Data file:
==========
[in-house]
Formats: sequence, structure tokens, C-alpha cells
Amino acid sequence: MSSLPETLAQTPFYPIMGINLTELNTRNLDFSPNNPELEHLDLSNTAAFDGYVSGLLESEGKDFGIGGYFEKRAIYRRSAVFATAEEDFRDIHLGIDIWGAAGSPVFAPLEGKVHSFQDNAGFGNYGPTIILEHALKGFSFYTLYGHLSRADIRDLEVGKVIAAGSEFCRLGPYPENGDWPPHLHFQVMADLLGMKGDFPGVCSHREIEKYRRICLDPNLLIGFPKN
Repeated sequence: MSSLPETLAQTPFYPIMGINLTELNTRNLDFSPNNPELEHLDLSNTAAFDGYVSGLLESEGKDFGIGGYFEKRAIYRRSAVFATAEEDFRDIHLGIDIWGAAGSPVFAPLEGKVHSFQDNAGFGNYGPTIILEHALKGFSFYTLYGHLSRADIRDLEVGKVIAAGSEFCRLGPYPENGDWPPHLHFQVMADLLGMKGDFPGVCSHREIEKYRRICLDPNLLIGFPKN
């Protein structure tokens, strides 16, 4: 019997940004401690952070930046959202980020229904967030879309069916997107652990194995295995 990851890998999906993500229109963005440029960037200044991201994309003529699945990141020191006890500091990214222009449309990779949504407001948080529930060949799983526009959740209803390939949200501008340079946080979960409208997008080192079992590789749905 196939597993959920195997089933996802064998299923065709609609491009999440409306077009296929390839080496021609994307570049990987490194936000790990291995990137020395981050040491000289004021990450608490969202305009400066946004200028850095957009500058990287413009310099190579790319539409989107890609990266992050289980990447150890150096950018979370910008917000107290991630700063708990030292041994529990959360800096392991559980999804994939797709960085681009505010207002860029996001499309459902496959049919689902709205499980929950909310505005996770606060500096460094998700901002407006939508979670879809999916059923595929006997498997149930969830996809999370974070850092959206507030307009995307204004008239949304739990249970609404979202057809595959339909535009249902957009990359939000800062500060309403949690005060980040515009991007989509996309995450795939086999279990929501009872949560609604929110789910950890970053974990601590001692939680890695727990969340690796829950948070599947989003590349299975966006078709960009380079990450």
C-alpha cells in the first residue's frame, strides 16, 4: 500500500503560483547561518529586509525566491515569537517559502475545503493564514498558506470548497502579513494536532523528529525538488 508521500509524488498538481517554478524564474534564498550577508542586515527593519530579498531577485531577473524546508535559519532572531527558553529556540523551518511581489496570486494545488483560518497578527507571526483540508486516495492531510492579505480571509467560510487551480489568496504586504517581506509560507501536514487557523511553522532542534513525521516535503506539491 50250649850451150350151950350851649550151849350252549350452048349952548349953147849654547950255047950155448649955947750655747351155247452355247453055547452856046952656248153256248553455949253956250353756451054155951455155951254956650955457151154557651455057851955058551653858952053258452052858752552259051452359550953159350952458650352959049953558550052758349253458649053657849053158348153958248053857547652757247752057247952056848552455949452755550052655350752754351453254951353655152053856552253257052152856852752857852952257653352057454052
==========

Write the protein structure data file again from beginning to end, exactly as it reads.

[in-house]
Formats: sequence, structure tokens, C-alpha cells
Amino acid sequence: MSSLPETLAQTPFYPIMGINLTELNTRNLDFSPNNPELEHLDLSNTAAFDGYVSGLLESEGKDFGIGGYFEKRAIYRRSAVFATAEEDFRDIHLGIDIWGAAGSPVFAPLEGKVHSFQDNAGFGNYGPTIILEHALKGFSFYTLYGHLSRADIRDLEVGKVIAAGSEFCRLGPYPENGDWPPHLHFQVMADLLGMKGDFPGVCSHREIEKYRRICLDPNLLIGFPKN
Repeated sequence: MSSLPETLAQTPFYPIMGINLTELNTRNLDFSPNNPELEHLDLSNTAAFDGYVSGLLESEGKDFGIGGYFEKRAIYRRSAVFATAEEDFRDIHLGIDIWGAAGSPVFAPLEGKVHSFQDNAGFGNYGPTIILEHALKGFSFYTLYGHLSRADIRDLEVGKVIAAGSEFCRLGPYPENGDWPPHLHFQVMADLLGMKGDFPGVCSHREIEKYRRICLDPNLLIGFPKN
């Protein structure tokens, strides 16, 4: 019997940004401690952070930046959202980020229904967030879309069916997107652990194995295995 990851890998999906993500229109963005440029960037200044991201994309003529699945990141020191006890500091990214222009449309990779949504407001948080529930060949799983526009959740209803390939949200501008340079946080979960409208997008080192079992590789749905 196939597993959920195997089933996802064998299923065709609609491009999440409306077009296929390839080496021609994307570049990987490194936000790990291995990137020395981050040491000289004021990450608490969202305009400066946004200028850095957009500058990287413009310099190579790319539409989107890609990266992050289980990447150890150096950018979370910008917000107290991630700063708990030292041994529990959360800096392991559980999804994939797709960085681009505010207002860029996001499309459902496959049919689902709205499980929950909310505005996770606060500096460094998700901002407006939508979670879809999916059923595929006997498997149930969830996809999370974070850092959206507030307009995307204004008239949304739990249970609404979202057809595959339909535009249902957009990359939000800062500060309403949690005060980040515009991007989509996309995450795939086999279990929501009872949560609604929110789910950890970053974990601590001692939680890695727990969340690796829950948070599947989003590349299975966006078709960009380079990450």
C-alpha cells in the first residue's frame, strides 16, 4: 500500500503560483547561518529586509525566491515569537517559502475545503493564514498558506470548497502579513494536532523528529525538488 508521500509524488498538481517554478524564474534564498550577508542586515527593519530579498531577485531577473524546508535559519532572531527558553529556540523551518511581489496570486494545488483560518497578527507571526483540508486516495492531510492579505480571509467560510487551480489568496504586504517581506509560507501536514487557523511553522532542534513525521516535503506539491 50250649850451150350151950350851649550151849350252549350452048349952548349953147849654547950255047950155448649955947750655747351155247452355247453055547452856046952656248153256248553455949253956250353756451054155951455155951254956650955457151154557651455057851955058551653858952053258452052858752552259051452359550953159350952458650352959049953558550052758349253458649053657849053158348153958248053857547652757247752057247952056848552455949452755550052655350752754351453254951353655152053856552253257052152856852752857852952257653352057454052